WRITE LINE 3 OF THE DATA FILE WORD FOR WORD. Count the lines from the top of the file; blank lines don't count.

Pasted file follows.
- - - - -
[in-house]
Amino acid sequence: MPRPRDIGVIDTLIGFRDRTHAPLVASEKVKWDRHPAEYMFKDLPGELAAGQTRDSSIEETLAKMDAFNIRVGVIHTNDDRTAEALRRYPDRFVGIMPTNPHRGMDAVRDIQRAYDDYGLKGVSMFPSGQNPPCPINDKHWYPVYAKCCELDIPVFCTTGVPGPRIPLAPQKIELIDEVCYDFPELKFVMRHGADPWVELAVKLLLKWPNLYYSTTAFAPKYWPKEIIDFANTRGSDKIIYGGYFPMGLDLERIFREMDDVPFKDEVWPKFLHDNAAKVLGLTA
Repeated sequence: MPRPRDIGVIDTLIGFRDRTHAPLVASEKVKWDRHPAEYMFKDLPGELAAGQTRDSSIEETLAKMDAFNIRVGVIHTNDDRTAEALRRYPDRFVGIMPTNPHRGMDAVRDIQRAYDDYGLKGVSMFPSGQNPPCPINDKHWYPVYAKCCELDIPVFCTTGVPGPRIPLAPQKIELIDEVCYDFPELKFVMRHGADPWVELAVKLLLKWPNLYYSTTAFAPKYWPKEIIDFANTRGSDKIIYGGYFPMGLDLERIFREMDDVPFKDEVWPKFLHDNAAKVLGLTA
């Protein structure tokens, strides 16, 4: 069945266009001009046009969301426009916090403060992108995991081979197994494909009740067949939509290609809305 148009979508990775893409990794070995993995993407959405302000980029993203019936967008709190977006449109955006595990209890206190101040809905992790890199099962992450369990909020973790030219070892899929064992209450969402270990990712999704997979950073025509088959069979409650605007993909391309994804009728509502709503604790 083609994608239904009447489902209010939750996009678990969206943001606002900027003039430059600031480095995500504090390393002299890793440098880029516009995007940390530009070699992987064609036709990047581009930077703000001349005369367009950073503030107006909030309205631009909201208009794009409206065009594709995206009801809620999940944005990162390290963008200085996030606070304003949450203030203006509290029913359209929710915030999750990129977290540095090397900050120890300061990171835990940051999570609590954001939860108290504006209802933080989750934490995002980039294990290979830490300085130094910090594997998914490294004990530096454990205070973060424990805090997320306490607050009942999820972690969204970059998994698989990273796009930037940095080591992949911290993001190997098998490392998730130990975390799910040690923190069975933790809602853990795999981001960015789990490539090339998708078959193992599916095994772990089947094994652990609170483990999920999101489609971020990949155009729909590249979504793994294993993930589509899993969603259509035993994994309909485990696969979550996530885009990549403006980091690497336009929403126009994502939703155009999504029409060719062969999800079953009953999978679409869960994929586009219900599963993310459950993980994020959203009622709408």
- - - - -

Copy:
Repeated sequence: MPRPRDIGVIDTLIGFRDRTHAPLVASEKVKWDRHPAEYMFKDLPGELAAGQTRDSSIEETLAKMDAFNIRVGVIHTNDDRTAEALRRYPDRFVGIMPTNPHRGMDAVRDIQRAYDDYGLKGVSMFPSGQNPPCPINDKHWYPVYAKCCELDIPVFCTTGVPGPRIPLAPQKIELIDEVCYDFPELKFVMRHGADPWVELAVKLLLKWPNLYYSTTAFAPKYWPKEIIDFANTRGSDKIIYGGYFPMGLDLERIFREMDDVPFKDEVWPKFLHDNAAKVLGLTA